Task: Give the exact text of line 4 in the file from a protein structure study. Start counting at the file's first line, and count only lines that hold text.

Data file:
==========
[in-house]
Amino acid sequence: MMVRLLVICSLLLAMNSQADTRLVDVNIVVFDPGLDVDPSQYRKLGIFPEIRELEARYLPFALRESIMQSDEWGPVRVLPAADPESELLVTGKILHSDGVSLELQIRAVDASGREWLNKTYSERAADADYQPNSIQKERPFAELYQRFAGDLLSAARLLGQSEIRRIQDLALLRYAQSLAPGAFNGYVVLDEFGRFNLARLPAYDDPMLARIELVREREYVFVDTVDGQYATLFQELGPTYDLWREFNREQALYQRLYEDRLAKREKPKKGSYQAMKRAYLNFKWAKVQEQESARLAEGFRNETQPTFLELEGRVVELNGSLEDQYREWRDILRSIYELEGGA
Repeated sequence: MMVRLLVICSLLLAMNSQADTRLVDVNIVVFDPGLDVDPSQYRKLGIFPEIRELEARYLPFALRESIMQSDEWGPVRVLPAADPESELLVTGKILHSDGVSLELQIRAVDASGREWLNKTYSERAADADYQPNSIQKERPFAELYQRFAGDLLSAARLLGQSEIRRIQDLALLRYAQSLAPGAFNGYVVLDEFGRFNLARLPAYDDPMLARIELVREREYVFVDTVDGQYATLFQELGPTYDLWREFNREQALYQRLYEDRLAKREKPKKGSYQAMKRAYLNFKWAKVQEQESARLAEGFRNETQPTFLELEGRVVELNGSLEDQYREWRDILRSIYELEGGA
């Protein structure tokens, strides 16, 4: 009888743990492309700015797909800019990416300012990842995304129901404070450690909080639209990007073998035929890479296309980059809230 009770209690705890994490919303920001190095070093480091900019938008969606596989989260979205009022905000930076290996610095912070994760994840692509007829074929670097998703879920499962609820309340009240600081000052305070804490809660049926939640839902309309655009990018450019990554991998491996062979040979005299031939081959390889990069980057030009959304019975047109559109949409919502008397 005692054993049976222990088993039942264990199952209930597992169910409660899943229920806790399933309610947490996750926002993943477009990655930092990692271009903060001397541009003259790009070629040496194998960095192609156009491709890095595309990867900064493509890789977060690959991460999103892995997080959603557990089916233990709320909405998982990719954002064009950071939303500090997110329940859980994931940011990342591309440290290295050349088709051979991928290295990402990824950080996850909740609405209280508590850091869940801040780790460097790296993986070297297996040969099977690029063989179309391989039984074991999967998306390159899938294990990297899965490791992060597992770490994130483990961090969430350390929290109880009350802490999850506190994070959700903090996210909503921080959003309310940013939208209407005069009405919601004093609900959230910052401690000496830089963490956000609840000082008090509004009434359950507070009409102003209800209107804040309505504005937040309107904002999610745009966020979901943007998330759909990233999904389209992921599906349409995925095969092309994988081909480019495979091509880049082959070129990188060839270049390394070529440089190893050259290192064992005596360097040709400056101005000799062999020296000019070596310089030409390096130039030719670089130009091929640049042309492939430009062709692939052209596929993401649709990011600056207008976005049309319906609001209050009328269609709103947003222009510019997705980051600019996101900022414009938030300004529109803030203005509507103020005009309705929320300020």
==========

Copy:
């Protein structure tokens, strides 16, 4: 009888743990492309700015797909800019990416300012990842995304129901404070450690909080639209990007073998035929890479296309980059809230 009770209690705890994490919303920001190095070093480091900019938008969606596989989260979205009022905000930076290996610095912070994760994840692509007829074929670097998703879920499962609820309340009240600081000052305070804490809660049926939640839902309309655009990018450019990554991998491996062979040979005299031939081959390889990069980057030009959304019975047109559109949409919502008397 005692054993049976222990088993039942264990199952209930597992169910409660899943229920806790399933309610947490996750926002993943477009990655930092990692271009903060001397541009003259790009070629040496194998960095192609156009491709890095595309990867900064493509890789977060690959991460999103892995997080959603557990089916233990709320909405998982990719954002064009950071939303500090997110329940859980994931940011990342591309440290290295050349088709051979991928290295990402990824950080996850909740609405209280508590850091869940801040780790460097790296993986070297297996040969099977690029063989179309391989039984074991999967998306390159899938294990990297899965490791992060597992770490994130483990961090969430350390929290109880009350802490999850506190994070959700903090996210909503921080959003309310940013939208209407005069009405919601004093609900959230910052401690000496830089963490956000609840000082008090509004009434359950507070009409102003209800209107804040309505504005937040309107904002999610745009966020979901943007998330759909990233999904389209992921599906349409995925095969092309994988081909480019495979091509880049082959070129990188060839270049390394070529440089190893050259290192064992005596360097040709400056101005000799062999020296000019070596310089030409390096130039030719670089130009091929640049042309492939430009062709692939052209596929993401649709990011600056207008976005049309319906609001209050009328269609709103947003222009510019997705980051600019996101900022414009938030300004529109803030203005509507103020005009309705929320300020």